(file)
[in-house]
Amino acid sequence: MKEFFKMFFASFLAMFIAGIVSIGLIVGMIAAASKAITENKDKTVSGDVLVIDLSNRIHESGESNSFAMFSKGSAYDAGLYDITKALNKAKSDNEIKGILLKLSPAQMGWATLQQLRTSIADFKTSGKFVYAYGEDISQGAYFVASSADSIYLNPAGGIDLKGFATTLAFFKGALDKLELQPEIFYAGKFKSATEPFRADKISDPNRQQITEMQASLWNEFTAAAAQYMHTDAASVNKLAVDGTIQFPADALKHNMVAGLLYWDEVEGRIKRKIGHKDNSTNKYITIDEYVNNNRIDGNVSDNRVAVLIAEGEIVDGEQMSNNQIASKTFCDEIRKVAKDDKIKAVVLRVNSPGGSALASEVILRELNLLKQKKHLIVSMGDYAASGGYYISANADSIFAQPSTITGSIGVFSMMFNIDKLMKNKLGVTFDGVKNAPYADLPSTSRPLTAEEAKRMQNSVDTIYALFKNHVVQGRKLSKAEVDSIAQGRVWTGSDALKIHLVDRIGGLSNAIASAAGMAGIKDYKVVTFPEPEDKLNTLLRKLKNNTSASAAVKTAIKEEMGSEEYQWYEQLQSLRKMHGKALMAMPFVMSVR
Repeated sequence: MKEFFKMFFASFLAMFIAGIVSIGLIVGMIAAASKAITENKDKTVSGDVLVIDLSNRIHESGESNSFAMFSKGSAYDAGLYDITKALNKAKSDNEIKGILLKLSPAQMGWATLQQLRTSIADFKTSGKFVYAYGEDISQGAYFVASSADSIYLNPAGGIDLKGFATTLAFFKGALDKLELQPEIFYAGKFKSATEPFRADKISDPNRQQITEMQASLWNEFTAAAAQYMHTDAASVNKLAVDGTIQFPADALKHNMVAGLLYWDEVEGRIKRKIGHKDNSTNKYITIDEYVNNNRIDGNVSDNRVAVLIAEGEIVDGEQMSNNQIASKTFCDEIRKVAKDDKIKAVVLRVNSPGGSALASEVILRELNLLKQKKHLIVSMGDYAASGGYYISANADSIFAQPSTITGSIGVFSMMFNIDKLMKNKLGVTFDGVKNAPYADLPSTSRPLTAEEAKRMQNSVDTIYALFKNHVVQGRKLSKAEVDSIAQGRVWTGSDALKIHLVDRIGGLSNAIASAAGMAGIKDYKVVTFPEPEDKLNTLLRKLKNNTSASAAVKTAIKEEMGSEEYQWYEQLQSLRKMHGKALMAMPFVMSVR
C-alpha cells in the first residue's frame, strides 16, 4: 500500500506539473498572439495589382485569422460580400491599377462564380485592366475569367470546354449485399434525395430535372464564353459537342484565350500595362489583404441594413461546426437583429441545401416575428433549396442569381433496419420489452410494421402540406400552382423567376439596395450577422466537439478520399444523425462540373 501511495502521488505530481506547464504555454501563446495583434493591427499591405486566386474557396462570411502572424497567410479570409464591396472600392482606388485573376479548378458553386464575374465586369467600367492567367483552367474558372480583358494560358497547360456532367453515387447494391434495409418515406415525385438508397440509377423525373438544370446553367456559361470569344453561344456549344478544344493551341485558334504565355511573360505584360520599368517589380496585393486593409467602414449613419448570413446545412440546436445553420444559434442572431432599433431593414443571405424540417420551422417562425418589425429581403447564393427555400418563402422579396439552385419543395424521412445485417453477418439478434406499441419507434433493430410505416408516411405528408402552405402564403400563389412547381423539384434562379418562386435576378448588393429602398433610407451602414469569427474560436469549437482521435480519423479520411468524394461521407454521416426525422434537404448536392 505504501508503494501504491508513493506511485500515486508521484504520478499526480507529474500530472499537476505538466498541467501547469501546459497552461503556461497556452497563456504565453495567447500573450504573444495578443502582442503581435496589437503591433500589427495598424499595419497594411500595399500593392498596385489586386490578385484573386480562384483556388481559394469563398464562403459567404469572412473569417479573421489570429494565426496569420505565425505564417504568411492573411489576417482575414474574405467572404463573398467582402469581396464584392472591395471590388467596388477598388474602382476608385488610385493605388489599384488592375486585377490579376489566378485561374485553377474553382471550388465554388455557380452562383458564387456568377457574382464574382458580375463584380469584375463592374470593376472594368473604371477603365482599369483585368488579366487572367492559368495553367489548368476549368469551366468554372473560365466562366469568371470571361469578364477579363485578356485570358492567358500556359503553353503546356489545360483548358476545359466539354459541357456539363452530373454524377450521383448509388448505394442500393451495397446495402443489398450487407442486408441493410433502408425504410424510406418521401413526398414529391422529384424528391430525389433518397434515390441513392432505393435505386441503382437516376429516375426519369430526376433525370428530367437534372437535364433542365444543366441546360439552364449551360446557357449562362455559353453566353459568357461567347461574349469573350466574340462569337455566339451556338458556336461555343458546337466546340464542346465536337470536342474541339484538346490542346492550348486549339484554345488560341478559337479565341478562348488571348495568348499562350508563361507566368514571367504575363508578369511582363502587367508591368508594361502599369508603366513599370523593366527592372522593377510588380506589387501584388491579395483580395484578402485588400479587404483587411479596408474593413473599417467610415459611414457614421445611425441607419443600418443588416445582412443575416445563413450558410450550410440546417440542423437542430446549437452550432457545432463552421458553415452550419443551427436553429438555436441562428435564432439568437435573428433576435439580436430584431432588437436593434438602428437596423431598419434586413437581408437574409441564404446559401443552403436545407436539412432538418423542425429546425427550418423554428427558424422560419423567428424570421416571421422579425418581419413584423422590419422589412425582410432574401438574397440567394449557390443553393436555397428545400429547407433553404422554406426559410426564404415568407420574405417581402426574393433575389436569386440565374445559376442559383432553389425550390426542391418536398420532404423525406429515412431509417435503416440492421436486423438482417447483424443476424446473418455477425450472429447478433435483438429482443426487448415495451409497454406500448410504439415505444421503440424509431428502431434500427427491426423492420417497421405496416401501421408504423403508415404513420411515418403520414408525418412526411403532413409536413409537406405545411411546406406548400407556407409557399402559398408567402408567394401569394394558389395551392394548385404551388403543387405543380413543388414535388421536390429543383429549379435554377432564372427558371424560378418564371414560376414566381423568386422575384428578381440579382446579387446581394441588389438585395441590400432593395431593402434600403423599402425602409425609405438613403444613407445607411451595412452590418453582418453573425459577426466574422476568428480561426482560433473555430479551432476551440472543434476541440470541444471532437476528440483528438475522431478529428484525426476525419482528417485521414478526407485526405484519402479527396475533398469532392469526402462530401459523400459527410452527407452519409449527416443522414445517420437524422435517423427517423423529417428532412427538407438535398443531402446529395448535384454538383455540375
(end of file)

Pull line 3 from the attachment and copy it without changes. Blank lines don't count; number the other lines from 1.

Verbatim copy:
Repeated sequence: MKEFFKMFFASFLAMFIAGIVSIGLIVGMIAAASKAITENKDKTVSGDVLVIDLSNRIHESGESNSFAMFSKGSAYDAGLYDITKALNKAKSDNEIKGILLKLSPAQMGWATLQQLRTSIADFKTSGKFVYAYGEDISQGAYFVASSADSIYLNPAGGIDLKGFATTLAFFKGALDKLELQPEIFYAGKFKSATEPFRADKISDPNRQQITEMQASLWNEFTAAAAQYMHTDAASVNKLAVDGTIQFPADALKHNMVAGLLYWDEVEGRIKRKIGHKDNSTNKYITIDEYVNNNRIDGNVSDNRVAVLIAEGEIVDGEQMSNNQIASKTFCDEIRKVAKDDKIKAVVLRVNSPGGSALASEVILRELNLLKQKKHLIVSMGDYAASGGYYISANADSIFAQPSTITGSIGVFSMMFNIDKLMKNKLGVTFDGVKNAPYADLPSTSRPLTAEEAKRMQNSVDTIYALFKNHVVQGRKLSKAEVDSIAQGRVWTGSDALKIHLVDRIGGLSNAIASAAGMAGIKDYKVVTFPEPEDKLNTLLRKLKNNTSASAAVKTAIKEEMGSEEYQWYEQLQSLRKMHGKALMAMPFVMSVR